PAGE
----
Media Coverage Of Conventions Has Changed Political Conventions today resemble a made-for-TV spectacle — and television is rebelling against it. The three TV networks only devote one hour a night. But it was not always so. The media's approach to covering conventions has evolved since the mayhem of 1968.
NPR logo

Media Coverage Of Conventions Has Changed

  • Download
  • <iframe src="" width="100%" height="290" frameborder="0" scrolling="no" title="NPR embedded audio player">
  • Transcript
Media Coverage Of Conventions Has Changed

Media Coverage Of Conventions Has Changed

Media Coverage Of Conventions Has Changed

  • Download
  • <iframe src="" width="100%" height="290" frameborder="0" scrolling="no" title="NPR embedded audio player">
  • Transcript

Political Conventions today resemble a made-for-TV spectacle — and television is rebelling against it. The three TV networks only devote one hour a night. But it was not always so. The media's approach to covering conventions has evolved since the mayhem of 1968.


From NPR News, this is ALL THINGS CONSIDERED. I'm Michele Norris.


And I'm Robert Siegel. More than 15,000 journalists, including some of our own, are planning to descend on the upcoming political conventions in Denver and St. Paul, and yet conventions these days don't generate much real news. NPR media correspondent David Folkenflik explains how the chaos of a previous convention led to the carefully stage-managed production of the contemporary convention.

DAVID FOLKENFLIK: So here's the way the current formula works, a packed convention hall, flags waving.

(Soundbite of music)

FOLKENFLIK: TV cameras panning the crowd to depict the grand mosaic that is America. A tall guy strides out. The crowd goes nuts in supposedly spontaneous rapture.

(Soundbite of applause)

FOLKENFLIK: And in this case, just four years ago, it was all fine until pretty much the moment the Democratic nominee opened his mouth and said these words.

Senator JOHN KERRY (Democrat, Massachusetts): I'm John Kerry, and I'm reporting for duty.

(Soundbite of applause)

FOLKENFLIK: And then he saluted. That was a painful moment to watch, born of the Democrats' insecurity that they may seem weak on military issues. But how did Kerry, a decorated war veteran, find himself saying those words?

Former CBS news anchor Dan Rather, now with the television channel HDNet, starts on this point.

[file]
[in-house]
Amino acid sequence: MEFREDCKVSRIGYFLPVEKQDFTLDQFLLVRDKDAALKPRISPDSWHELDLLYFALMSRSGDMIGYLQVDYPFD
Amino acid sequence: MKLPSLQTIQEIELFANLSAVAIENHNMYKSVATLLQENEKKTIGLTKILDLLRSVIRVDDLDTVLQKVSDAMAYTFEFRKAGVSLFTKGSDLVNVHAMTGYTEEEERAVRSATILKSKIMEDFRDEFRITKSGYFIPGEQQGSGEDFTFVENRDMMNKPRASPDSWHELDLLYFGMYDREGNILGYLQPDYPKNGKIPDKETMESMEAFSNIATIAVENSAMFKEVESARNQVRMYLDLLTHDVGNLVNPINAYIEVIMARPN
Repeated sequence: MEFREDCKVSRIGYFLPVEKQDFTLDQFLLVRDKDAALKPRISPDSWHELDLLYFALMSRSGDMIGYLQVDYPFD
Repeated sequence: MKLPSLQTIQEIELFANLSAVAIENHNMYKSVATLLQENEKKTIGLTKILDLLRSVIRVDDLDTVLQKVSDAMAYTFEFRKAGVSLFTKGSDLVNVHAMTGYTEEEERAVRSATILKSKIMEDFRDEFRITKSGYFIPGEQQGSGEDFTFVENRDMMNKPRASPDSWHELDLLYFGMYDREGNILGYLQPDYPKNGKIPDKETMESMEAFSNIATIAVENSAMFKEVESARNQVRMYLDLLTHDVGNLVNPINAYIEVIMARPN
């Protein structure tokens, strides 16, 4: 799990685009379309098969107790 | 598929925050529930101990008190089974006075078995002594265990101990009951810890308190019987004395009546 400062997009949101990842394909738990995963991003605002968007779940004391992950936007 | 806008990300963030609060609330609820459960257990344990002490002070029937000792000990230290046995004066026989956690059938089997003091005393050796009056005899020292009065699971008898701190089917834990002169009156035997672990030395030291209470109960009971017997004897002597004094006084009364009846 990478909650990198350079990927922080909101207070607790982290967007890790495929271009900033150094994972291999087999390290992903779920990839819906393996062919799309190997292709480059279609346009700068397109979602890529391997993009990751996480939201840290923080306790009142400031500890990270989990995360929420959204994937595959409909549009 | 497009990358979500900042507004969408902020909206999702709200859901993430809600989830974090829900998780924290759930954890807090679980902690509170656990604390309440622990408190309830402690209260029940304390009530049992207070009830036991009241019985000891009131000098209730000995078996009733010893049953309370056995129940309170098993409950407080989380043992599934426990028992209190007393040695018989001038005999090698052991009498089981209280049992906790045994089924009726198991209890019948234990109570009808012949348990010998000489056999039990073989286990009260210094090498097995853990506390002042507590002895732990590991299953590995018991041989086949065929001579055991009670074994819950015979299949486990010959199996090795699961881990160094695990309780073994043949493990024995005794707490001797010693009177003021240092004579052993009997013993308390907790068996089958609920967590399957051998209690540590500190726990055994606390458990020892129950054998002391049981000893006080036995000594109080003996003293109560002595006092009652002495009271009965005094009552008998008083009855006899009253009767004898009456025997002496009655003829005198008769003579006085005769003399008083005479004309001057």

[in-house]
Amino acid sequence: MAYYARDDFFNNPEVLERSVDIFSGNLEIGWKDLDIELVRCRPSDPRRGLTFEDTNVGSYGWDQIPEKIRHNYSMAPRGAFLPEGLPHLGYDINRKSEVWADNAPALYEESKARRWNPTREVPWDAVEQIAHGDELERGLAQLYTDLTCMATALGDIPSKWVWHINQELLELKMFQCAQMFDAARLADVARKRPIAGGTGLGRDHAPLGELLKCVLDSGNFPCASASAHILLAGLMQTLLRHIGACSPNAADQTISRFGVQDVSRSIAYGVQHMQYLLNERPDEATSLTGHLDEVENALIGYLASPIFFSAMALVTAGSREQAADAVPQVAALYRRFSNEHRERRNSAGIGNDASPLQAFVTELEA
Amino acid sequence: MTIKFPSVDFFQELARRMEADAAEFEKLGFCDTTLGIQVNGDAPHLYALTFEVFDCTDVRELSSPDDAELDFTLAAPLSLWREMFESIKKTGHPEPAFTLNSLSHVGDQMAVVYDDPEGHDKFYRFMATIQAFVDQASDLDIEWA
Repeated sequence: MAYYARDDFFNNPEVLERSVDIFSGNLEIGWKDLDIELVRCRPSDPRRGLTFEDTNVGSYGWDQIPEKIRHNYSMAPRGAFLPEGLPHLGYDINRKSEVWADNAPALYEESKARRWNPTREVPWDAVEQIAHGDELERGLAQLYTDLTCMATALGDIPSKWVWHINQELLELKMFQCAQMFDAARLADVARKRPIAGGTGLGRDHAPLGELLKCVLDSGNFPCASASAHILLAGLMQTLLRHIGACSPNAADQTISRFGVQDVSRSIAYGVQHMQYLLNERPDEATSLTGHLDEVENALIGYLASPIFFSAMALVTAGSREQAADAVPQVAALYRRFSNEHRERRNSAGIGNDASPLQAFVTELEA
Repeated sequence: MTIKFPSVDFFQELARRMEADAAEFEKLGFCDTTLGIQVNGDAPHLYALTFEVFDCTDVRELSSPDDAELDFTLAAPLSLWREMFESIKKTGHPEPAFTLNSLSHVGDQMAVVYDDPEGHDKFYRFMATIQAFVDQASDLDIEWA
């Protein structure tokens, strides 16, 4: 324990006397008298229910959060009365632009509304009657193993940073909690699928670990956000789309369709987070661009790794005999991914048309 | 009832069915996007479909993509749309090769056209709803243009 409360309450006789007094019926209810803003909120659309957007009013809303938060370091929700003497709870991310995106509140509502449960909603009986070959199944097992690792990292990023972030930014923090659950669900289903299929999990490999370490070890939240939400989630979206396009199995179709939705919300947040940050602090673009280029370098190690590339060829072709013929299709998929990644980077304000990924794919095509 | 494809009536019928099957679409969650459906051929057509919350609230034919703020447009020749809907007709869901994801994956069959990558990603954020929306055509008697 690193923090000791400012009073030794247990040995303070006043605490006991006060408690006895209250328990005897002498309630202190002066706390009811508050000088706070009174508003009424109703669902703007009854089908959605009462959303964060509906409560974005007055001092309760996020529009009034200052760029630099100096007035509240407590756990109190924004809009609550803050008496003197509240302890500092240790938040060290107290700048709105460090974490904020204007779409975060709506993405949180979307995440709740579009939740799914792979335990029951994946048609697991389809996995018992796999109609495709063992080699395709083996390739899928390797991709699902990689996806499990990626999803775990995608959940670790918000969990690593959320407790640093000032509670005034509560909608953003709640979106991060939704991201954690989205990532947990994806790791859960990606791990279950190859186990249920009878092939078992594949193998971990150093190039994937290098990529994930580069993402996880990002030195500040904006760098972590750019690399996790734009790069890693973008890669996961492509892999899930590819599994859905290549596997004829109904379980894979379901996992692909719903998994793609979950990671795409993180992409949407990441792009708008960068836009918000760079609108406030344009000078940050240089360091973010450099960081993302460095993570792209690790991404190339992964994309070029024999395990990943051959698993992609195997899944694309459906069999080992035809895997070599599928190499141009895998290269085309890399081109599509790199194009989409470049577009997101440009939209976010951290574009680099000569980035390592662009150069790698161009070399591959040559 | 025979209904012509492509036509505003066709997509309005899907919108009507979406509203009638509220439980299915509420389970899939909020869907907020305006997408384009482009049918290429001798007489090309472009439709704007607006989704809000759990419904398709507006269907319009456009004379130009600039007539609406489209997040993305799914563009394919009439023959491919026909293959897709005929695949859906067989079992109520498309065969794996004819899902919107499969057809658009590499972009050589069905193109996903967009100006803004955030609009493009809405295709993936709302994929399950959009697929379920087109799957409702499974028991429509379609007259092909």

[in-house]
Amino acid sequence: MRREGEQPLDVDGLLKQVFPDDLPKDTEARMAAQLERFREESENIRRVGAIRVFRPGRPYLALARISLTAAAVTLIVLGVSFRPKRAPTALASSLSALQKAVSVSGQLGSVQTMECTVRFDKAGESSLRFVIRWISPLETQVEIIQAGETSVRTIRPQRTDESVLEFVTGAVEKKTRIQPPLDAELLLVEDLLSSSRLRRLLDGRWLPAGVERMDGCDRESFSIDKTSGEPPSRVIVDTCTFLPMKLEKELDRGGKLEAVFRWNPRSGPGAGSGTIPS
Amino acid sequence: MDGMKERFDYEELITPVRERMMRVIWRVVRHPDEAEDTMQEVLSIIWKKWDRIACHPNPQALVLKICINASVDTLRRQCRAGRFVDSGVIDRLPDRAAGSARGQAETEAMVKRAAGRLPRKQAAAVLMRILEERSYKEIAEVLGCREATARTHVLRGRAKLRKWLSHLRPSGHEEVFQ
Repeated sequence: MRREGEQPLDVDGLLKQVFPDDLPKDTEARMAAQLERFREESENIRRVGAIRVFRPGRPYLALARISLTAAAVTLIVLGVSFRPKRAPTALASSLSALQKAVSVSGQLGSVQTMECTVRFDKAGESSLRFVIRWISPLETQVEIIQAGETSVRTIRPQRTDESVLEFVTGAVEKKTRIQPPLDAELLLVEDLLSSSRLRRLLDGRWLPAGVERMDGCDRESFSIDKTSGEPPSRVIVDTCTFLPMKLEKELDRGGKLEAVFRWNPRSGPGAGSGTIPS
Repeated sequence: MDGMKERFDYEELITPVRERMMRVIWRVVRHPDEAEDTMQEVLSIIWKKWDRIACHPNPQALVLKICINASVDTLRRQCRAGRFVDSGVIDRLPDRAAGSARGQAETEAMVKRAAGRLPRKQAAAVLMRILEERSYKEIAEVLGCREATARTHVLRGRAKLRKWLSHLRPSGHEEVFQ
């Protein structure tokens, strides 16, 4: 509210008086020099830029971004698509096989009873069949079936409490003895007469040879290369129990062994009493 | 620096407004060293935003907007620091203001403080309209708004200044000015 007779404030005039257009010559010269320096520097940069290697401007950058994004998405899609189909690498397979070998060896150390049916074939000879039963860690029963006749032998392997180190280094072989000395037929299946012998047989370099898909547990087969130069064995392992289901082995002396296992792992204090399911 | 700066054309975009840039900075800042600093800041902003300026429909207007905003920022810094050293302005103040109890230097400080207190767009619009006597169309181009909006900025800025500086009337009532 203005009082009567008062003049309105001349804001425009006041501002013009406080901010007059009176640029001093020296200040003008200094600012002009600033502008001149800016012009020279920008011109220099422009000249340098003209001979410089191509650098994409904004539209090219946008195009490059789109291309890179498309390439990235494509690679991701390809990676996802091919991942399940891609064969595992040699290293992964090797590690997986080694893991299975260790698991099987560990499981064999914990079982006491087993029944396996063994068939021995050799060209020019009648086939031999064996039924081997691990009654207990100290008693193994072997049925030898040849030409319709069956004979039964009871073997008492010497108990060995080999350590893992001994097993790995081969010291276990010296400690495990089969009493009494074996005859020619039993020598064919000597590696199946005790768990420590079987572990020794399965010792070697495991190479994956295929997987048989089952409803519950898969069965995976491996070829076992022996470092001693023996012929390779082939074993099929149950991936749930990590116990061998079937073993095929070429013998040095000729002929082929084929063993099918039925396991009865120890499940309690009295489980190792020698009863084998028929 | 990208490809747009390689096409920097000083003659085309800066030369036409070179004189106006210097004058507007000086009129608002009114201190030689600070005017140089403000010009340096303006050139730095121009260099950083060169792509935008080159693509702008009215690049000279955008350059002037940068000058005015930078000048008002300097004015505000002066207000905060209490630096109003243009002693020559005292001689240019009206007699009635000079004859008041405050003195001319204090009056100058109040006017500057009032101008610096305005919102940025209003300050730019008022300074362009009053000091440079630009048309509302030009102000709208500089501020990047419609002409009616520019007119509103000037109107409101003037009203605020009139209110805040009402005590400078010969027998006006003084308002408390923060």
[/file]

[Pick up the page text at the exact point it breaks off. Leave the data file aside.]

Mr. DAN RATHER (Anchorman): I think it's important for people to understand that the conventions they see today are - there's nothing decided at the convention of importance. They're completely scripted and orchestrated to be an infomercial for the parties.

FOLKENFLIK: An infomercial for the parties, that is, a made-for-television spectacle. It's obvious once you hear it, which you do again and again, even from people like former Republican Party chairman Frank Fahrenkopf.

Mr. FRANK FAHRENKOPF (Former Chairman, Republican Party): In order to get the networks to cover you, you've got to make this have a showbiz part of all this.

FOLKENFLIK: And yet television, oddly, is rebelling against the spectacle designed for its consumption. Though PBS and NPR do hours of primetime coverage, the big three commercial TV networks only devote one hour a night at best, and they can justify it, pointing to the cable news channels, which themselves provide blanket coverage of a sort, as a lot of the speeches become backdrops for their own political chat shows.

It's nothing like when Dan Rather was a floor reporter for CBS at the conventions in 1968, a time of riots, assassinations and war. Thousands of students were massing in Chicago to protest, and delegates hadn't settled on a nominee yet.

Chicago Mayor Richard J. Daley had promised President Lyndon Johnson he'd have a firm hand on the city and the Democratic convention, but it was more like bedlam.

(Soundbite of broadcast)

Mayor RICHARD J. DALEY (Democrat, Chicago): Dan Rather?

Mr. RATHER: And what is your name, sir? Take your hands off of me.

Former Mayor DALEY: Dan Rather?

Mr. RATHER: Unless you intend to arrest me, don't push me, please.

FOLKENFLIK: Rather was interviewing a man being hustled out of the convention center by security guards, and the reporter found himself laid out on the ground, kind of a down goes Frazier moment.

(Soundbite of broadcast)

Mr. RATHER: I'm sorry to be out of breath, but somebody belted me in the stomach doing that.

FOLKENFLIK: The venerable Walter Cronkite weighed in from the CBS booth.

(Soundbite of broadcast)

Mr. WALTER CRONKITE (Anchorman): I think we've got a bunch of thugs here.

FOLKENFLIK: The Democrats lost control of the convention and the images in tens of millions of American homes. Those broadcasts showed a party unable to govern itself, much less the nation.